Competing for economic power : South America, Southeast Asia, and commercial realism in European Union foreign policy
Title: Competing for economic power : South America, Southeast Asia, and commercial realism in European Union foreign policy
Author: MEISSNER, Katharina L.
Citation: Florence : European University Institute, 2016
Series/Number: EUI PhD theses; Department of Political and Social Sciences
Since 2006, the European Union (EU) has increasingly made use of bilateral trade relations, and thus departed from its earlier commitment to interregionalism and multilateralism. Two examples for this are the EU's shift from interregional to bilateral relations with the Mercado Común del Sur (MERCOSUR) and its regional power, Brazil, and with the Association of Southeast Asian Nations (ASEAN) and its economically most important member Singapore. This turn to bilateralism is particularly puzzling in the cases of MERCOSUR and ASEAN because of the EU's long-lasting relationship with these regional organizations and because of the EU's financial support for their regional integration. Drawing on realist theorizing, this turn to bilateralism can best be explained by the EU's motivation to secure its economic and regulatory power in South America and Southeast Asia, and by the regions' varying levels of cohesion. Factors rooted in the international system rather than inner-institutional characteristics have shaped the EU's trade policy which calls the explanatory power of liberal approaches into question. Testing an alternative theoretical model coined commercial realism against commercial liberalism and the principal-agent framework, the analysis sets out the scope condition of theorizing and analyzing EU external economic policy from a realist perspective. Employing original data from 165 media press articles, 48 standardized interviews from a survey by Dür and De Bièvre (2007), 44 standardized interviews from an original survey with interest groups enrolled in the Civil Society Dialogue, 66 consultation sheets of the European Commission's consultation on EU future trade policy, and 46 elite interviews, this thesis analyzes the EU's recent switch in approach in a comparative fashion. A combination of primary and secondary cases, triangulation of data and methods, and a combination of research strategies, including rigorous process-tracing, maximizes the research design's external and internal validity.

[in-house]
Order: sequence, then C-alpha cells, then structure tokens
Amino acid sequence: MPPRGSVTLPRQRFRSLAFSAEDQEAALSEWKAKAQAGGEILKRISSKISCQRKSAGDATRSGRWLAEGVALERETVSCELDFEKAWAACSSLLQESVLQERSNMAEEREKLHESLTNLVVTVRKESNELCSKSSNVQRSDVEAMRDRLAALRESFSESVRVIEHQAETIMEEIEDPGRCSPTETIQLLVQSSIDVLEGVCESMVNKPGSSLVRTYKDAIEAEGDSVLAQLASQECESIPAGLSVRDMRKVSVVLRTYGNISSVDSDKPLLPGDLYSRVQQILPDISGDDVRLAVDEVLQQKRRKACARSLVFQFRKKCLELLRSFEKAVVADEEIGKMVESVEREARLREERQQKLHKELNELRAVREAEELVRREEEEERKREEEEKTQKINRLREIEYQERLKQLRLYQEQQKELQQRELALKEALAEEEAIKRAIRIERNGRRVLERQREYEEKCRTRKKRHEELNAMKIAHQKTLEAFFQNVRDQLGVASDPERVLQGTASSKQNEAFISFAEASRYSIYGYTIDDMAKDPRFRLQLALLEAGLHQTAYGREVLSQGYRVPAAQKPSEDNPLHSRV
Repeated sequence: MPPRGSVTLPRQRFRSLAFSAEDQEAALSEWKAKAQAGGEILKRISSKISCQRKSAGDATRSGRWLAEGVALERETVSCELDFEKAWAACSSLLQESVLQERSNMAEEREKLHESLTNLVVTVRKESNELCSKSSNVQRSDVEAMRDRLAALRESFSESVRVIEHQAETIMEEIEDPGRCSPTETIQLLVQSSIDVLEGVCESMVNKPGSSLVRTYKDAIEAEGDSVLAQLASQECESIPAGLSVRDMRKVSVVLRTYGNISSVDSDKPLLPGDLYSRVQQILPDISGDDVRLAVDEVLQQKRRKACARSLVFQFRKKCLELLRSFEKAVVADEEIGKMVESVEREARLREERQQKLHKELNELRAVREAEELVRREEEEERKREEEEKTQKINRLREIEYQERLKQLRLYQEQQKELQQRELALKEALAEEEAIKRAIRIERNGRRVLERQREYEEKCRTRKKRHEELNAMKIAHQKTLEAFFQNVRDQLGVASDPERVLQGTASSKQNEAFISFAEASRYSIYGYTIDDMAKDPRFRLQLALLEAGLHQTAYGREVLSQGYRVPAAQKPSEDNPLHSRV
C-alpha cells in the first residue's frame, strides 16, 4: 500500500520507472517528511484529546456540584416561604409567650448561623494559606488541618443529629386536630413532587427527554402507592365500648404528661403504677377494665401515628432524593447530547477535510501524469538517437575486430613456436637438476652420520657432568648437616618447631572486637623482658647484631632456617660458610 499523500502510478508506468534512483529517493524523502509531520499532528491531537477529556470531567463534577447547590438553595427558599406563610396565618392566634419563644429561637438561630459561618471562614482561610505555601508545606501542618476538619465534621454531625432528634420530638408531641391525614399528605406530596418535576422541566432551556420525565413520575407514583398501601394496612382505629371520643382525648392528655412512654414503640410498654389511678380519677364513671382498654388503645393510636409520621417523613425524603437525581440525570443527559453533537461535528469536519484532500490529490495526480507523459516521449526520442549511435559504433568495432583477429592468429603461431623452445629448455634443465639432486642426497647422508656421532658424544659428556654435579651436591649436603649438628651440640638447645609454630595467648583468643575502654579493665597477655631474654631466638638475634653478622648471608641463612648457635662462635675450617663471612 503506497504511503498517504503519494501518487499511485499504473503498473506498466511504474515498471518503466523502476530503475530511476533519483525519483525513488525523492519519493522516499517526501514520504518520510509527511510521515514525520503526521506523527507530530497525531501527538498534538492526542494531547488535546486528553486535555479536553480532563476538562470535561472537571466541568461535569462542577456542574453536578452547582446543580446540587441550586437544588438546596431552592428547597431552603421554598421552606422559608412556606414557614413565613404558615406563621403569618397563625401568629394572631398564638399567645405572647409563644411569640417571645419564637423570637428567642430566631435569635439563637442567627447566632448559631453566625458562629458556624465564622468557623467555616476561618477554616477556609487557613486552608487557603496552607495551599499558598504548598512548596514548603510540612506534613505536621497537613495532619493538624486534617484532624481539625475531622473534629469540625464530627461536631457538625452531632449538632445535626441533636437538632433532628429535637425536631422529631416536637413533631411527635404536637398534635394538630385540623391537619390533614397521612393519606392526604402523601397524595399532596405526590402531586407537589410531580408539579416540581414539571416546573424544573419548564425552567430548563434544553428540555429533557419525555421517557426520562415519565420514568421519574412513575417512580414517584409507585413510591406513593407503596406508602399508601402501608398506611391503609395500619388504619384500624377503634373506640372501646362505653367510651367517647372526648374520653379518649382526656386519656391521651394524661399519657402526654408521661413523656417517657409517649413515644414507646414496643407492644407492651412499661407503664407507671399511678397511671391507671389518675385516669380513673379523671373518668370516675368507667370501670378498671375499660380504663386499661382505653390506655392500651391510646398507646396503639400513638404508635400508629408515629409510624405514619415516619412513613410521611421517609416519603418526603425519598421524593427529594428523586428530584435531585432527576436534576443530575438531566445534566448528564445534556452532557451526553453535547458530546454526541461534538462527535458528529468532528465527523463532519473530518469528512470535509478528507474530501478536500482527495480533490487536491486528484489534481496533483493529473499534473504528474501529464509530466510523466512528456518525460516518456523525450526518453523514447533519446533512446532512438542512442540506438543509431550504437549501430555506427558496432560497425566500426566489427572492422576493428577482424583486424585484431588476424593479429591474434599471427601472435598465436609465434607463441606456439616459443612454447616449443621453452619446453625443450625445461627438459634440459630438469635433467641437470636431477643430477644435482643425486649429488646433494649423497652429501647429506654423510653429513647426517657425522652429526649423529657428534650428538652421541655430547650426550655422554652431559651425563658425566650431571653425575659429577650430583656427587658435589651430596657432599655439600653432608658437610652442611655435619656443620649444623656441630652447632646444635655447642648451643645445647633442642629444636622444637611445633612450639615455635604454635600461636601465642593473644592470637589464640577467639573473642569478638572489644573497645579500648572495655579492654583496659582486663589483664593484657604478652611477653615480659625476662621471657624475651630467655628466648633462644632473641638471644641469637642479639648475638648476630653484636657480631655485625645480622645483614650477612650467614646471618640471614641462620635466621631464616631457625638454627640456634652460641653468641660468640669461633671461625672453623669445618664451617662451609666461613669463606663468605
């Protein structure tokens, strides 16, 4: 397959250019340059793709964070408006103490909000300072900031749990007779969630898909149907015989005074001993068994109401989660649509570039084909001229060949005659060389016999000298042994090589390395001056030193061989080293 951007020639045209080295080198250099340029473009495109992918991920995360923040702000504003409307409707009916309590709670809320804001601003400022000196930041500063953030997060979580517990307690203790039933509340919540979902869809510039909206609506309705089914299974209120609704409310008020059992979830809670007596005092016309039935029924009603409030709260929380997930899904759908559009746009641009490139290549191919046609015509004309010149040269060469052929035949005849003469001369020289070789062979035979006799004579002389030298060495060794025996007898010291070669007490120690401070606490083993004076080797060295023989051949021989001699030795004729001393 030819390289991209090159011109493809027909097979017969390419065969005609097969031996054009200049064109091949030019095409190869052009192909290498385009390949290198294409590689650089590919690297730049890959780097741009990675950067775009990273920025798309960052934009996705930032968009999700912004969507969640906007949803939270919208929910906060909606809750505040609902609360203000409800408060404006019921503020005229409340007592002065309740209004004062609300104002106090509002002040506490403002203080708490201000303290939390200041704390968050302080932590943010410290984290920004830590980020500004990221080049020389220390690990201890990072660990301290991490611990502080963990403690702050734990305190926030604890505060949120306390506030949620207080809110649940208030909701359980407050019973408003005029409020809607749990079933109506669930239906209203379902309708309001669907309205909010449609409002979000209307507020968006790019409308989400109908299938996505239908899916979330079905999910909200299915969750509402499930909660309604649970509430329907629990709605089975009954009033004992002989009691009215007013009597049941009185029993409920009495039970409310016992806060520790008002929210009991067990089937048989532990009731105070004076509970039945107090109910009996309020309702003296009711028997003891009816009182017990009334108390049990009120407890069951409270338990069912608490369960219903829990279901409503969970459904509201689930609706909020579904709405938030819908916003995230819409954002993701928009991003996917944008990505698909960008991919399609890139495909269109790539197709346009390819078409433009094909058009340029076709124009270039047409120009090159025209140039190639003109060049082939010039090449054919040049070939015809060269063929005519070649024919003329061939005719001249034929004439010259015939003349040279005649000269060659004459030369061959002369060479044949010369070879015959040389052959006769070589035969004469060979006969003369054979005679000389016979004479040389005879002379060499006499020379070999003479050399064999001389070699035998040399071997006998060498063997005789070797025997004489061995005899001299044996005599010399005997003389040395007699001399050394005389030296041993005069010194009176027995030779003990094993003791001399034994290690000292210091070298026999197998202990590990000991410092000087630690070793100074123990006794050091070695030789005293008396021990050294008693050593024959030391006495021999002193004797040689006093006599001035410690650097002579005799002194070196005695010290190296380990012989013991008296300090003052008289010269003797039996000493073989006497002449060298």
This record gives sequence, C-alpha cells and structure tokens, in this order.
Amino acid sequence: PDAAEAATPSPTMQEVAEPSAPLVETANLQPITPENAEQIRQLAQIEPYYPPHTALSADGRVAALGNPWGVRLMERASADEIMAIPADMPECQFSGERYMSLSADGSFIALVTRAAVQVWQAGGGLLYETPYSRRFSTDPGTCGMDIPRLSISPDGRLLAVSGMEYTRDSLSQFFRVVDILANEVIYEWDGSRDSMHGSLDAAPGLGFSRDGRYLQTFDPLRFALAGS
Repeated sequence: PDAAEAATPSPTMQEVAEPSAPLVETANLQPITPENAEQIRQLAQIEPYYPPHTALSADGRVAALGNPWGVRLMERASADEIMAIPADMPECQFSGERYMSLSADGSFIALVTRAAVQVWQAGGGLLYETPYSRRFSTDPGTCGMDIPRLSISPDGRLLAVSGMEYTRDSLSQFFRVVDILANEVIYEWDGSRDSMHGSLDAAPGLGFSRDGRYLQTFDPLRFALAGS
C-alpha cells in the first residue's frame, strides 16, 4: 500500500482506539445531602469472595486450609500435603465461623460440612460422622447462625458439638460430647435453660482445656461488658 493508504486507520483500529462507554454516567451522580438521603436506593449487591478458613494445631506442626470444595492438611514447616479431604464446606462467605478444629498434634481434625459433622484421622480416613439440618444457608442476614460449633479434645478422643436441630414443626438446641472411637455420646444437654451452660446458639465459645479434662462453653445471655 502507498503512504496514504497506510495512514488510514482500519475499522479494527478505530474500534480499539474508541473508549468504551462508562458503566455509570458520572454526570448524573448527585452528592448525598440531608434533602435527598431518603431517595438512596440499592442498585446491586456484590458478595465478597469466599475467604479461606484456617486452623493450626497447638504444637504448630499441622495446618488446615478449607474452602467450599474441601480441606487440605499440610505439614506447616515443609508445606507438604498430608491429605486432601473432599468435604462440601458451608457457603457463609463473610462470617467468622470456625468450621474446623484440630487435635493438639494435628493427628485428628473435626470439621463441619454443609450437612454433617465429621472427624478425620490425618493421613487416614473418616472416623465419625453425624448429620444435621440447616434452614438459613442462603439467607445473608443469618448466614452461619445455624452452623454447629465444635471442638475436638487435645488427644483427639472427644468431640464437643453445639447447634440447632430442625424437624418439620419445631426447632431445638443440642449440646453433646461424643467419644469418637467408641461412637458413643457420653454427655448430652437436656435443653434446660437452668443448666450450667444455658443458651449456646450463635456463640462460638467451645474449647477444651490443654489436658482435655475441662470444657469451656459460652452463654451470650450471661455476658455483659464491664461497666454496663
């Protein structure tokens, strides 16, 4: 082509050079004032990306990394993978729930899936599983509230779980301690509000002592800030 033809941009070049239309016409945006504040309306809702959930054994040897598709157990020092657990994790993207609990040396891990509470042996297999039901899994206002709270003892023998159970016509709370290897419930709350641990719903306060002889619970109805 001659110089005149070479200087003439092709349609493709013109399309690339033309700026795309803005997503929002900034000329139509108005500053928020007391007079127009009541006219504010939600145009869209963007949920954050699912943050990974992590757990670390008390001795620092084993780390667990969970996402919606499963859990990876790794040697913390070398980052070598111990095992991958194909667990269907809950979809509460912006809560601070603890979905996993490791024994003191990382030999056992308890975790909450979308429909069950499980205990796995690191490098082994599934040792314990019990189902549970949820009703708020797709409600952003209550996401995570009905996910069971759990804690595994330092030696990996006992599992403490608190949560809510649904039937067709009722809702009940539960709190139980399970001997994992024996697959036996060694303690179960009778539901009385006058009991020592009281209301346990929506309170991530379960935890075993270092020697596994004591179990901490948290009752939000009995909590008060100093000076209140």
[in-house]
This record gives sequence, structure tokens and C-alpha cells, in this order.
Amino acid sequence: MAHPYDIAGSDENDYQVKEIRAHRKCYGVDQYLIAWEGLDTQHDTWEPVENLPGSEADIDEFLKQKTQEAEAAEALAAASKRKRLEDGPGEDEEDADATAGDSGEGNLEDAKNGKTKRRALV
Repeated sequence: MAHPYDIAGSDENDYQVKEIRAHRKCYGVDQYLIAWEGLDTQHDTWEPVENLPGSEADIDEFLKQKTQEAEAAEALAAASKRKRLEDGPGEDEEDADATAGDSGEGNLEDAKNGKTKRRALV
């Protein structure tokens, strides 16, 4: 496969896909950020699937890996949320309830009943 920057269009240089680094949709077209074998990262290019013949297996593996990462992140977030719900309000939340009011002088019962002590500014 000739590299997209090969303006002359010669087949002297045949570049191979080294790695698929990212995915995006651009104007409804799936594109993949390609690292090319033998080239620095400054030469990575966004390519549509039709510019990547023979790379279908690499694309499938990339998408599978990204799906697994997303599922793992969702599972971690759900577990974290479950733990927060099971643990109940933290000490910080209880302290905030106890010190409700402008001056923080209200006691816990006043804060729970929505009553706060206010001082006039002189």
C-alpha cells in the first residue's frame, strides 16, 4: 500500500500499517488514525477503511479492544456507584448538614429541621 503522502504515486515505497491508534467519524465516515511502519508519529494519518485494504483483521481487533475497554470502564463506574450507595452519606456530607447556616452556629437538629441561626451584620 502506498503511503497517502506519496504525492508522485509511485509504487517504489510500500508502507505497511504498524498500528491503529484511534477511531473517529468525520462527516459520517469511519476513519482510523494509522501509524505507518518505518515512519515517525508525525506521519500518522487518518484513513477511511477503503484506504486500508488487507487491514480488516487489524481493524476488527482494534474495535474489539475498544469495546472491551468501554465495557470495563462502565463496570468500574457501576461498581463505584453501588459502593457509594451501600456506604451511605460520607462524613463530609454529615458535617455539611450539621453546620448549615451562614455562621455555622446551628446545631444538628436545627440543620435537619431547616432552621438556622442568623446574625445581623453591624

Defence date: 13 June 2016; Examining Board: Professor Adrienne Héritier, EUI (Supervisor); Professor Ulrich Krotz, EUI/RSCAS; Professor Alberta M. Sbragia, University of Pittsburgh; Professor Eugénia da Conceição-Heldt, TU Dresden.
Type of Access: embargoedAccess